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Rebellious 15-Year-Old Daughter


I am a single mom of a 15-year-old girl. I am a police officer and I work nights. I am not with her most nights, but one of my older nieces stays with us so she can be with her. I have raised my daughter to have morals. We have always been active in our church, and she has attended a Christian school from kindergarten until the present. 

I have a problem with her wearing inappropriate clothing, wanting facial piercings and gouging her ears. Though I tell her that I do not approve of these things, she goes behind my back to do them and then lies about it.

I recently found cigarettes in her purse despite the fact that I have discussed with her the harmful effects of smoking. I am an advocate of exercise and eating healthy. My girl is my life, and I don’t want to see her ruin her life with these harmful behaviors.


teen sitting on a bench looking at her phone

Adolescence is a stage in which teenagers start testing their independence. They start to make their own decisions, and you can’t tell them that their decisions are wrong. Sound familiar?

Unfortunately, it is our job as parents to do just that. Our end goal of parenting is to have our children become successful young adults in society. We help them reach that goal by teaching them right from wrong. 

We do this by providing consequences. They earn positive consequences for behaviors we want to see and negative consequences for those we don’t. If your daughter is making poor choices for herself, there needs to be follow-through from you in the form of negative consequences.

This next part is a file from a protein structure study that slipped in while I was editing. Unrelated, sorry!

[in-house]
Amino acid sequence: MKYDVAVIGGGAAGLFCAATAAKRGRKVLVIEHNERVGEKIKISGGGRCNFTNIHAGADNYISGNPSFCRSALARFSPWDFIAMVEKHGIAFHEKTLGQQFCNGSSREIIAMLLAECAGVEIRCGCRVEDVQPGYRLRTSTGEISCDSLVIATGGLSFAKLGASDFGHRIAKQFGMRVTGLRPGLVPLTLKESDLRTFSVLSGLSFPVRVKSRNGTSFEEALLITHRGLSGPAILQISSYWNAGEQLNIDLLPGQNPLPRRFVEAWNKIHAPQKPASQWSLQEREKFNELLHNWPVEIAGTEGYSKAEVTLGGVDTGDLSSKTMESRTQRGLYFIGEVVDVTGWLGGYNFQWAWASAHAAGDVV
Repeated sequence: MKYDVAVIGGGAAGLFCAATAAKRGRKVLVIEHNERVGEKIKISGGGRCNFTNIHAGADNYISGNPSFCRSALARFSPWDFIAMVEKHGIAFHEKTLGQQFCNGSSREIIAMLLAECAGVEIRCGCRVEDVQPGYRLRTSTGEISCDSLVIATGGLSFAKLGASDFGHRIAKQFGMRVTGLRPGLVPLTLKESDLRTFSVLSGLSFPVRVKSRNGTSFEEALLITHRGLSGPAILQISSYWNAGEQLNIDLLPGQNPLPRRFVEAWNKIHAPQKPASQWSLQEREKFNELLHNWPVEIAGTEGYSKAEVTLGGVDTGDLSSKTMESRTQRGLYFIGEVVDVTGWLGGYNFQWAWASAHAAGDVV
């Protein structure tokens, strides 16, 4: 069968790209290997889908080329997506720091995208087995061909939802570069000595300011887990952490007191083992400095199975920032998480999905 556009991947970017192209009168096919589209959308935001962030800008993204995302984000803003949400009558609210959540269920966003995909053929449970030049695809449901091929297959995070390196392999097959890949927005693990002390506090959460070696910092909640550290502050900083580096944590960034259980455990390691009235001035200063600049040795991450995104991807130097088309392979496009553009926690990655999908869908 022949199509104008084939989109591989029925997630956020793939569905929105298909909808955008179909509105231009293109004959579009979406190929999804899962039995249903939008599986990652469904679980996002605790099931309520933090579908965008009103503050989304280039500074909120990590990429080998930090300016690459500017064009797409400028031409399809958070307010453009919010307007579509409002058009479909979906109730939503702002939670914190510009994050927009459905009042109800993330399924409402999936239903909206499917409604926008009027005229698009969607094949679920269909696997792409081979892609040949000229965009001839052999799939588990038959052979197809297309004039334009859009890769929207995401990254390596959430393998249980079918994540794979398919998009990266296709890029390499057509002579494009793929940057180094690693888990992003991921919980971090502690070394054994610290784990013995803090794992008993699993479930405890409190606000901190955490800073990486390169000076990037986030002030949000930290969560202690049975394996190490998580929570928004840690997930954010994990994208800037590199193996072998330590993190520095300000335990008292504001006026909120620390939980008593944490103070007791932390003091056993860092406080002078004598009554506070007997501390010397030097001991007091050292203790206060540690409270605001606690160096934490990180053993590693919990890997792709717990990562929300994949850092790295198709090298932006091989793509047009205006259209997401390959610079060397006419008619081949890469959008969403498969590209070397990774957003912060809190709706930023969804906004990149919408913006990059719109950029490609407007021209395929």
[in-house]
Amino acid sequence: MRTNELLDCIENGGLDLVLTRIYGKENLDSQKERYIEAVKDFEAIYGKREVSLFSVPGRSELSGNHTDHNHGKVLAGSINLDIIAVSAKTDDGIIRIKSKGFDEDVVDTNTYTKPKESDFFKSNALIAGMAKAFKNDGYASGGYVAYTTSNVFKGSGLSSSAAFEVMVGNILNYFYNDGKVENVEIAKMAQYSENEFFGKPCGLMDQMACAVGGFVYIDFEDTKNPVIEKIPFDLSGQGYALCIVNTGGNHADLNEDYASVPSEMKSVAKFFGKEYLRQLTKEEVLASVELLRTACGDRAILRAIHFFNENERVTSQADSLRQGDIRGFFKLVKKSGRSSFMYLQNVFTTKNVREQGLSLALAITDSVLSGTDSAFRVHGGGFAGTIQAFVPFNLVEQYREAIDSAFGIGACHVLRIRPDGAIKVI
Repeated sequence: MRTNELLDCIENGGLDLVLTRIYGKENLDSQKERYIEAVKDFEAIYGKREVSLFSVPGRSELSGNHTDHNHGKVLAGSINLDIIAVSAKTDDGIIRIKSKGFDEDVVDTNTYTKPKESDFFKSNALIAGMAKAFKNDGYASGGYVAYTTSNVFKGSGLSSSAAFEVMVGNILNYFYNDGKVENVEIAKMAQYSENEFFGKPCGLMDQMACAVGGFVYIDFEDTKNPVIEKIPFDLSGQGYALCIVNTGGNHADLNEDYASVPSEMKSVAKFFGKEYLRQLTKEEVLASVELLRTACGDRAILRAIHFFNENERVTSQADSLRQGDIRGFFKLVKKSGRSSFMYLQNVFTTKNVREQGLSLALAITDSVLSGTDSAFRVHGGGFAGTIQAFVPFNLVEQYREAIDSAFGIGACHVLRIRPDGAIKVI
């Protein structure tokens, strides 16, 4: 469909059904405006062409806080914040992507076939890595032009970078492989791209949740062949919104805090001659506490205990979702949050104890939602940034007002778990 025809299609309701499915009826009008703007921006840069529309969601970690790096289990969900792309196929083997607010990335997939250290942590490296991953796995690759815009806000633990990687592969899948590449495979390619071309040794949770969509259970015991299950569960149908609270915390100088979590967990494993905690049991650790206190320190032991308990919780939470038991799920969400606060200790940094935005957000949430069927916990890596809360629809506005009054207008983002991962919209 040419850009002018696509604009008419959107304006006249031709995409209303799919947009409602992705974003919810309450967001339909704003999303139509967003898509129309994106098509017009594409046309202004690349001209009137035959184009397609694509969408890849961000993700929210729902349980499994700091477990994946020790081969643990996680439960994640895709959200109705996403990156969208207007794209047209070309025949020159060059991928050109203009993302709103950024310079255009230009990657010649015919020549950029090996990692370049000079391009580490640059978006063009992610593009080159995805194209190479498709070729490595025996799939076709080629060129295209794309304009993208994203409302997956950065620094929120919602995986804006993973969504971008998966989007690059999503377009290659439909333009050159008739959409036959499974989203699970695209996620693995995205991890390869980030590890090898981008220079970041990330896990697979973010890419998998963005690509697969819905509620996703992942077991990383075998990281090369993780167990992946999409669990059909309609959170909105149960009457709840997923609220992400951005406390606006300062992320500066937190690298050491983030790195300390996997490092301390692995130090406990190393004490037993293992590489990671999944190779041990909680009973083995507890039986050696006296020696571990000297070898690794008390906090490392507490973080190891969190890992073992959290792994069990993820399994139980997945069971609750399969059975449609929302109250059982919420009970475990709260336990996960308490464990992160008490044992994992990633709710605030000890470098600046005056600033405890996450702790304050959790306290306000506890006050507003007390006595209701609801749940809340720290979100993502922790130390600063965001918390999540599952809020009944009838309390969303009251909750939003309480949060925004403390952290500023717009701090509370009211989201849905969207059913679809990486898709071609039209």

The tricky part is figuring out if your daughter is making poor choices or if she is simply trying to express herself and is finding out who she is. How does a parent determine if a child is making a poor choice or just a different one from what we would make? A good rule of thumb is safety. Ask yourself if this decision will put her in an unsafe situation. Sometimes we have to be supportive of their independence while in the back of our minds we are thinking, “What is she doing?”

This doesn’t mean that smoking and putting extra holes in her body are decisions with which you have to agree. Those do propose a safety concern. It sounds like you set an expectation that piercings are not allowed, and she broke that expectation. Thus, there needs to be a consequence.

Sit down with your daughter and decide together if there is a healthier, safer way she could express herself without doing permanent damage to her body. Temporary hair dye, a specific clothing style and even redecorating her room are all safe expressions of self, and nothing is permanently changed.

If you continue to worry about her rebellious stage, it sometimes helps to have someone other than you talk to her. Sometimes teenagers don’t want to listen to their parents just because they are their parents. Having someone other than Mom talk to her about her decisions might mean that she will ​listen.